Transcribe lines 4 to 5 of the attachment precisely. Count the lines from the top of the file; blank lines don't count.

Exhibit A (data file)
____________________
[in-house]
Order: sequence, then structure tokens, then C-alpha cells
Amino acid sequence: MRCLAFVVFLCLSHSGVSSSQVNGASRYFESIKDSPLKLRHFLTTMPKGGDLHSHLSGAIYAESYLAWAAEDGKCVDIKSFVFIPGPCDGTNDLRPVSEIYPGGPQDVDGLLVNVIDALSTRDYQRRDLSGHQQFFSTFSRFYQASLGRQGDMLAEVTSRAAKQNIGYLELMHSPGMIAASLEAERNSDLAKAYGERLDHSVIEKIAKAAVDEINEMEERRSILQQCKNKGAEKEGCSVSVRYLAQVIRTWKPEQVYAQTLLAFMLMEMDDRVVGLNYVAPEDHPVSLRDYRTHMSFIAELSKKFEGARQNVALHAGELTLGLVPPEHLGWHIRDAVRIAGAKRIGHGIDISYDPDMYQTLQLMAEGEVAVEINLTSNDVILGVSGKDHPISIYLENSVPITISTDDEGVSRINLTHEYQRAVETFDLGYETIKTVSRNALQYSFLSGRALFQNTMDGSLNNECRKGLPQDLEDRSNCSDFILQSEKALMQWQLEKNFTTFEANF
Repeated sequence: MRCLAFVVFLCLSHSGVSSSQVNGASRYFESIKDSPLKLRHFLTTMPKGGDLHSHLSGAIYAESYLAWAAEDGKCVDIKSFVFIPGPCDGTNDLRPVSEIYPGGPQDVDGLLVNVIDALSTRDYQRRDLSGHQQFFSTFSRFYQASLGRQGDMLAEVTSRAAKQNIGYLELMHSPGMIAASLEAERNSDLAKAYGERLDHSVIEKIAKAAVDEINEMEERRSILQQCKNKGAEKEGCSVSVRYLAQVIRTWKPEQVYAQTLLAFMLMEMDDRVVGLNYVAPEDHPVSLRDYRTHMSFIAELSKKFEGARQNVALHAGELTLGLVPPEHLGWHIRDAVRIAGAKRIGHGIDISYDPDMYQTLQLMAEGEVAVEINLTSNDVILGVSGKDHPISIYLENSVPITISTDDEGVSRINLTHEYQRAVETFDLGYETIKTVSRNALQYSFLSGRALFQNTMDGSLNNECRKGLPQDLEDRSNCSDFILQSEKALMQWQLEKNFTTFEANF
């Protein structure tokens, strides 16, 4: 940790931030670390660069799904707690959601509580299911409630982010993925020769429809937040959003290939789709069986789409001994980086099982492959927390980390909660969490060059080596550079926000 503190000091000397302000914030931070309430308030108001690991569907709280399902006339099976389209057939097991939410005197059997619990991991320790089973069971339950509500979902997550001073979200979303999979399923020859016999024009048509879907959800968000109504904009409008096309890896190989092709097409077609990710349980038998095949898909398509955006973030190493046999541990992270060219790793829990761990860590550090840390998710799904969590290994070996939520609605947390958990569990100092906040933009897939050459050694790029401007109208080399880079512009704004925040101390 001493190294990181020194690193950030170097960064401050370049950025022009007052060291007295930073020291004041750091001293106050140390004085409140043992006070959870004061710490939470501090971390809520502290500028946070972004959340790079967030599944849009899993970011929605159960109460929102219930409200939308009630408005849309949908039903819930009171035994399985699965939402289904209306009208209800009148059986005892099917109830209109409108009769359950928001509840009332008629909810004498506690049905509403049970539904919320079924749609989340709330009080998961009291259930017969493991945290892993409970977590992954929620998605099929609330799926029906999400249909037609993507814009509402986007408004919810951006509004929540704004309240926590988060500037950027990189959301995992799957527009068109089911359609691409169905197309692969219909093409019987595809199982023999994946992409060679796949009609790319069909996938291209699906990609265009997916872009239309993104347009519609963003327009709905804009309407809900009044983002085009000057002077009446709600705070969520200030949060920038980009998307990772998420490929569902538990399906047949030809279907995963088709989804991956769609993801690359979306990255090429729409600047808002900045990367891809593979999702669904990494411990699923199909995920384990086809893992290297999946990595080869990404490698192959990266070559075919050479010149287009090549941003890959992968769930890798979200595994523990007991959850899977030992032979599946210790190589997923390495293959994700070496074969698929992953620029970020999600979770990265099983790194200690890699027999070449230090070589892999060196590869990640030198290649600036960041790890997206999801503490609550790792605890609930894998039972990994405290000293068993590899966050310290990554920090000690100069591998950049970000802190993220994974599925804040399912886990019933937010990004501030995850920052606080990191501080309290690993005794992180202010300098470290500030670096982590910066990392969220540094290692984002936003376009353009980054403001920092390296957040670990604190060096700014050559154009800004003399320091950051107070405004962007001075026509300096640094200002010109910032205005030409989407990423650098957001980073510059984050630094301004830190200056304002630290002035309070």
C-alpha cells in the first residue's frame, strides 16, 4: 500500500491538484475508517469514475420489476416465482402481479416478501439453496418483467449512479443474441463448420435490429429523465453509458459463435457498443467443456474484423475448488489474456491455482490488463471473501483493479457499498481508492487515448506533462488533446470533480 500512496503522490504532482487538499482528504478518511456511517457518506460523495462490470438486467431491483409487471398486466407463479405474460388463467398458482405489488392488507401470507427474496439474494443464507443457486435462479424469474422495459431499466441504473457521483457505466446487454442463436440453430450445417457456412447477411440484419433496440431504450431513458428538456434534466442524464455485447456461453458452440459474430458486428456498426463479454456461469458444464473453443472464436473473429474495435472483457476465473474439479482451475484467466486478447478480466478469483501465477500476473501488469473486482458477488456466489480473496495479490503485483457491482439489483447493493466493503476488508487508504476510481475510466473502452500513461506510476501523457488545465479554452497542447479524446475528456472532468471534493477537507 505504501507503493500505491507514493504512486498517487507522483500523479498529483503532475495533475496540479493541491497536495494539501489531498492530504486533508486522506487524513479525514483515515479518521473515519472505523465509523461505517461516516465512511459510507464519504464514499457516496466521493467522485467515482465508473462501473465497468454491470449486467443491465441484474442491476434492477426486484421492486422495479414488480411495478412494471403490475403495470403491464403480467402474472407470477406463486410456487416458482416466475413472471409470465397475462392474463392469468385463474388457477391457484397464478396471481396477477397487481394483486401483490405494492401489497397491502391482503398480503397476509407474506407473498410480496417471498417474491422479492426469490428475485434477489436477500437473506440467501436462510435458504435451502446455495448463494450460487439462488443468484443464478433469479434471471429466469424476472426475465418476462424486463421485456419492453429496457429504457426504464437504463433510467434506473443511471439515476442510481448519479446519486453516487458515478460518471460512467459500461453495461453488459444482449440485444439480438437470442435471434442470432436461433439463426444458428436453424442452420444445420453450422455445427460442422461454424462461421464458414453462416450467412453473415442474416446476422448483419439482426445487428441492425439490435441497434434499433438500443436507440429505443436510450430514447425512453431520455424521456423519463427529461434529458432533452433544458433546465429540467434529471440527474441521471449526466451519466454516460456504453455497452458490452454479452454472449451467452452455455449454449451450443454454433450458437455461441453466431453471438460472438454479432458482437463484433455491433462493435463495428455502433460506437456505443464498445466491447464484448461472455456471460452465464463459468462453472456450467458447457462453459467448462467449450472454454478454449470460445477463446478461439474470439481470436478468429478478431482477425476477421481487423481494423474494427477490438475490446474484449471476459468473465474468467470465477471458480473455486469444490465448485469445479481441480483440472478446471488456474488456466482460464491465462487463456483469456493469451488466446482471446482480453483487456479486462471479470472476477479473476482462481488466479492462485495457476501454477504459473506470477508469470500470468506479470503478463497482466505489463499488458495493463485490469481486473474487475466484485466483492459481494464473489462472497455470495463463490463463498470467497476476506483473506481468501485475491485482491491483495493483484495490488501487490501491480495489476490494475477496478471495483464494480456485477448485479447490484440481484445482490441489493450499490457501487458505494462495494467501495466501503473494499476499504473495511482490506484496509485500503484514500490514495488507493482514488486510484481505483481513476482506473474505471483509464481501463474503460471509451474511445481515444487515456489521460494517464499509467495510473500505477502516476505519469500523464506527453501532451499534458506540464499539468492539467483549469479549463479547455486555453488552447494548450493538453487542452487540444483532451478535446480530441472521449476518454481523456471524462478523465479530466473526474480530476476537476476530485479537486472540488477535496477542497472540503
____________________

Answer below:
Repeated sequence: MRCLAFVVFLCLSHSGVSSSQVNGASRYFESIKDSPLKLRHFLTTMPKGGDLHSHLSGAIYAESYLAWAAEDGKCVDIKSFVFIPGPCDGTNDLRPVSEIYPGGPQDVDGLLVNVIDALSTRDYQRRDLSGHQQFFSTFSRFYQASLGRQGDMLAEVTSRAAKQNIGYLELMHSPGMIAASLEAERNSDLAKAYGERLDHSVIEKIAKAAVDEINEMEERRSILQQCKNKGAEKEGCSVSVRYLAQVIRTWKPEQVYAQTLLAFMLMEMDDRVVGLNYVAPEDHPVSLRDYRTHMSFIAELSKKFEGARQNVALHAGELTLGLVPPEHLGWHIRDAVRIAGAKRIGHGIDISYDPDMYQTLQLMAEGEVAVEINLTSNDVILGVSGKDHPISIYLENSVPITISTDDEGVSRINLTHEYQRAVETFDLGYETIKTVSRNALQYSFLSGRALFQNTMDGSLNNECRKGLPQDLEDRSNCSDFILQSEKALMQWQLEKNFTTFEANF
């Protein structure tokens, strides 16, 4: 940790931030670390660069799904707690959601509580299911409630982010993925020769429809937040959003290939789709069986789409001994980086099982492959927390980390909660969490060059080596550079926000 503190000091000397302000914030931070309430308030108001690991569907709280399902006339099976389209057939097991939410005197059997619990991991320790089973069971339950509500979902997550001073979200979303999979399923020859016999024009048509879907959800968000109504904009409008096309890896190989092709097409077609990710349980038998095949898909398509955006973030190493046999541990992270060219790793829990761990860590550090840390998710799904969590290994070996939520609605947390958990569990100092906040933009897939050459050694790029401007109208080399880079512009704004925040101390 001493190294990181020194690193950030170097960064401050370049950025022009007052060291007295930073020291004041750091001293106050140390004085409140043992006070959870004061710490939470501090971390809520502290500028946070972004959340790079967030599944849009899993970011929605159960109460929102219930409200939308009630408005849309949908039903819930009171035994399985699965939402289904209306009208209800009148059986005892099917109830209109409108009769359950928001509840009332008629909810004498506690049905509403049970539904919320079924749609989340709330009080998961009291259930017969493991945290892993409970977590992954929620998605099929609330799926029906999400249909037609993507814009509402986007408004919810951006509004929540704004309240926590988060500037950027990189959301995992799957527009068109089911359609691409169905197309692969219909093409019987595809199982023999994946992409060679796949009609790319069909996938291209699906990609265009997916872009239309993104347009519609963003327009709905804009309407809900009044983002085009000057002077009446709600705070969520200030949060920038980009998307990772998420490929569902538990399906047949030809279907995963088709989804991956769609993801690359979306990255090429729409600047808002900045990367891809593979999702669904990494411990699923199909995920384990086809893992290297999946990595080869990404490698192959990266070559075919050479010149287009090549941003890959992968769930890798979200595994523990007991959850899977030992032979599946210790190589997923390495293959994700070496074969698929992953620029970020999600979770990265099983790194200690890699027999070449230090070589892999060196590869990640030198290649600036960041790890997206999801503490609550790792605890609930894998039972990994405290000293068993590899966050310290990554920090000690100069591998950049970000802190993220994974599925804040399912886990019933937010990004501030995850920052606080990191501080309290690993005794992180202010300098470290500030670096982590910066990392969220540094290692984002936003376009353009980054403001920092390296957040670990604190060096700014050559154009800004003399320091950051107070405004962007001075026509300096640094200002010109910032205005030409989407990423650098957001980073510059984050630094301004830190200056304002630290002035309070």